The main argument of New Atheism presently is that religions are far too heavy on most of our political and social systems, and at most time, religions try to prove superiority of importance and of purpose with "meaning" (that makes no sense, but it is accepted to be "mysterious") and "love" (which is also a nonsensical position in this context). Many atrocities are performed under this or that religious belief umbrella. Unfortunately, we are not fully allowed to dispute the freedom of religious beliefs — a religious freedom which in most cases end up to the detriment of many people, including women and young girls. Those atheists who fight these hidden or overt hideous religious dogmas can appear to be "illiberal" — but they have no choice in this. They have to be fierce about the non-value of the freedom of religious belief in most of the contexts than encroach on secularity.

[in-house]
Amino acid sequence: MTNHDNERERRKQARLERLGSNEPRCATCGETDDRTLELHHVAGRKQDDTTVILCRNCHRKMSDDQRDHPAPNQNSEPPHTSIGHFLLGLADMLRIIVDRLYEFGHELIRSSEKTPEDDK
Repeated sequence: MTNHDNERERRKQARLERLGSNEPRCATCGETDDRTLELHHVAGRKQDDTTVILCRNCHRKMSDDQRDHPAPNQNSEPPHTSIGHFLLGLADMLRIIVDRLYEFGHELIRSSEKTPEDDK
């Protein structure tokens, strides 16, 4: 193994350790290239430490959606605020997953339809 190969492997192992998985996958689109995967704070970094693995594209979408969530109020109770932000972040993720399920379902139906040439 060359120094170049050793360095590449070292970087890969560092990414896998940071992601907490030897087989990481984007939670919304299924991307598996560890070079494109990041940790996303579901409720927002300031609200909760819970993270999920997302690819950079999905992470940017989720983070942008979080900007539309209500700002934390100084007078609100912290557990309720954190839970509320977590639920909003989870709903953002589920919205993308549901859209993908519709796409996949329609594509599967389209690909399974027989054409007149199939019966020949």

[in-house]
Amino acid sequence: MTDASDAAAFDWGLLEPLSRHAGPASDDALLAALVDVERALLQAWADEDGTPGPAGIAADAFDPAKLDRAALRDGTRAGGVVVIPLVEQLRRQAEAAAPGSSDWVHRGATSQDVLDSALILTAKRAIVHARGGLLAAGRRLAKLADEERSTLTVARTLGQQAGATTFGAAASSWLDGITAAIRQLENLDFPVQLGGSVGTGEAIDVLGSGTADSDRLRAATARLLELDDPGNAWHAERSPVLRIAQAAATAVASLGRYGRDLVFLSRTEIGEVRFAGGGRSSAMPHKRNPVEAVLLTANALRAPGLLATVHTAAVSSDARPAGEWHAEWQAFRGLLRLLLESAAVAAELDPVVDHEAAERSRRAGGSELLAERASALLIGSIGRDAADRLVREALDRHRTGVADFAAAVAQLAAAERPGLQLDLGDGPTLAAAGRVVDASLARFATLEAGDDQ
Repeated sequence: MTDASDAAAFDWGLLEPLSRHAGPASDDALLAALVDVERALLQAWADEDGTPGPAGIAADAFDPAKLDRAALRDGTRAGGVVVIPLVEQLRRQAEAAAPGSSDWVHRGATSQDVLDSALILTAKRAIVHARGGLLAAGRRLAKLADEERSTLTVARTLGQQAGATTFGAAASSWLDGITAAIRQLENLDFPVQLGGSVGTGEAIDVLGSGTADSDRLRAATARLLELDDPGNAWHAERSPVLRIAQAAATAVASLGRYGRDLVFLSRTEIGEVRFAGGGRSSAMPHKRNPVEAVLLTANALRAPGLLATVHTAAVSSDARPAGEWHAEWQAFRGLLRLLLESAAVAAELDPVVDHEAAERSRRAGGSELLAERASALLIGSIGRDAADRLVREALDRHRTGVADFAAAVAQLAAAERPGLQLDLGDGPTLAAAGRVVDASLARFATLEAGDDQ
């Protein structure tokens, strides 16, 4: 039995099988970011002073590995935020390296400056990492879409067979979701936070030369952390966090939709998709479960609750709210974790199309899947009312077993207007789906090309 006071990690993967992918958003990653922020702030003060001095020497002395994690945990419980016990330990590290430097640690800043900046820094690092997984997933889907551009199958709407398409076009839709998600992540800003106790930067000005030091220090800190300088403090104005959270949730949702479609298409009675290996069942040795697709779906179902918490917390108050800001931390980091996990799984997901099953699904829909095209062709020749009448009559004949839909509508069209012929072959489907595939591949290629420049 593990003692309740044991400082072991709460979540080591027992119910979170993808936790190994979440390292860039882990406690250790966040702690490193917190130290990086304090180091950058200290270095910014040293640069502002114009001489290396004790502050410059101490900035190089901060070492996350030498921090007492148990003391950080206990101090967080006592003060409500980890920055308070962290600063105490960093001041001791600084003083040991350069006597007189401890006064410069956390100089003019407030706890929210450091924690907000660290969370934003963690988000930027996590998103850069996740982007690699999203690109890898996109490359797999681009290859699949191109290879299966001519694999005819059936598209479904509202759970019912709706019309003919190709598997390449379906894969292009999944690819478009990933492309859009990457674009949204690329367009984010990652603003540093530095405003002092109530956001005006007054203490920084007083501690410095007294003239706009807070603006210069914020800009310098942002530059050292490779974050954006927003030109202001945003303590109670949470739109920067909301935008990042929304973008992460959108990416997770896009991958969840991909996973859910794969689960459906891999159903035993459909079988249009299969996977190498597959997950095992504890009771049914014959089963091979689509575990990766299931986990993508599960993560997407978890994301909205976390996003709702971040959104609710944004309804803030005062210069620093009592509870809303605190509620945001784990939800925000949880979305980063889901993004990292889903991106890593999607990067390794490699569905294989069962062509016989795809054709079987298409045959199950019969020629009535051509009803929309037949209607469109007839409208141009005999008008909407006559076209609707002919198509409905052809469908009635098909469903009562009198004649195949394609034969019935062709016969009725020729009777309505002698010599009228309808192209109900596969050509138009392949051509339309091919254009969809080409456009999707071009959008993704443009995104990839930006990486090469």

Science is a good start to debunk many of the silly-gisms of religion. Science does provide an essential platform to manage our future with a much better understanding of ourselves — and of our place in this weird universe — rather than continue with oppressive illusions of dogma. Though science is mostly a tool, it can influence our visions and be part of our dreams.